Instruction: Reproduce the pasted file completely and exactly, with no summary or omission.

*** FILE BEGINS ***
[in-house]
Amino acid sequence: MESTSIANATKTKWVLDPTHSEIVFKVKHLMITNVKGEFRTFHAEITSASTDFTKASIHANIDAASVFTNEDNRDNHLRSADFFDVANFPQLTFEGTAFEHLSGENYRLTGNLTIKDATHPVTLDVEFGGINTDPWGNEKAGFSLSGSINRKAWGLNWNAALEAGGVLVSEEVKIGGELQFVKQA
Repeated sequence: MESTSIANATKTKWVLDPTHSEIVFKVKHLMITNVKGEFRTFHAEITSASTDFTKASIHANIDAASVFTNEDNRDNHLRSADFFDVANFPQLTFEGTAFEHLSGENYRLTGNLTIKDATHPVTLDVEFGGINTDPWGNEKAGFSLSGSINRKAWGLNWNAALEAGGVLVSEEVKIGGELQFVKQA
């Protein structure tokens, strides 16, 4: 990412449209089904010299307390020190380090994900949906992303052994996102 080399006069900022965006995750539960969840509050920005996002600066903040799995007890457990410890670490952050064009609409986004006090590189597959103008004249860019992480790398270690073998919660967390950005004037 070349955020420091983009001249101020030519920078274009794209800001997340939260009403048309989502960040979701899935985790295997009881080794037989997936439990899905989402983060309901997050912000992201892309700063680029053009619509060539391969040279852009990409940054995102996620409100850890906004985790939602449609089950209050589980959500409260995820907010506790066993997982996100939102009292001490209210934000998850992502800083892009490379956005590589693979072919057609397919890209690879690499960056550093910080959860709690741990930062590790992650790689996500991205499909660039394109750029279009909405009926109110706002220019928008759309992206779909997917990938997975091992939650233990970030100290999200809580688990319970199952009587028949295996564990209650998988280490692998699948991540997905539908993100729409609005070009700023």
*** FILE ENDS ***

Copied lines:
[in-house]
Amino acid sequence: MESTSIANATKTKWVLDPTHSEIVFKVKHLMITNVKGEFRTFHAEITSASTDFTKASIHANIDAASVFTNEDNRDNHLRSADFFDVANFPQLTFEGTAFEHLSGENYRLTGNLTIKDATHPVTLDVEFGGINTDPWGNEKAGFSLSGSINRKAWGLNWNAALEAGGVLVSEEVKIGGELQFVKQA
Repeated sequence: MESTSIANATKTKWVLDPTHSEIVFKVKHLMITNVKGEFRTFHAEITSASTDFTKASIHANIDAASVFTNEDNRDNHLRSADFFDVANFPQLTFEGTAFEHLSGENYRLTGNLTIKDATHPVTLDVEFGGINTDPWGNEKAGFSLSGSINRKAWGLNWNAALEAGGVLVSEEVKIGGELQFVKQA
């Protein structure tokens, strides 16, 4: 990412449209089904010299307390020190380090994900949906992303052994996102 080399006069900022965006995750539960969840509050920005996002600066903040799995007890457990410890670490952050064009609409986004006090590189597959103008004249860019992480790398270690073998919660967390950005004037 070349955020420091983009001249101020030519920078274009794209800001997340939260009403048309989502960040979701899935985790295997009881080794037989997936439990899905989402983060309901997050912000992201892309700063680029053009619509060539391969040279852009990409940054995102996620409100850890906004985790939602449609089950209050589980959500409260995820907010506790066993997982996100939102009292001490209210934000998850992502800083892009490379956005590589693979072919057609397919890209690879690499960056550093910080959860709690741990930062590790992650790689996500991205499909660039394109750029279009909405009926109110706002220019928008759309992206779909997917990938997975091992939650233990970030100290999200809580688990319970199952009587028949295996564990209650998988280490692998699948991540997905539908993100729409609005070009700023």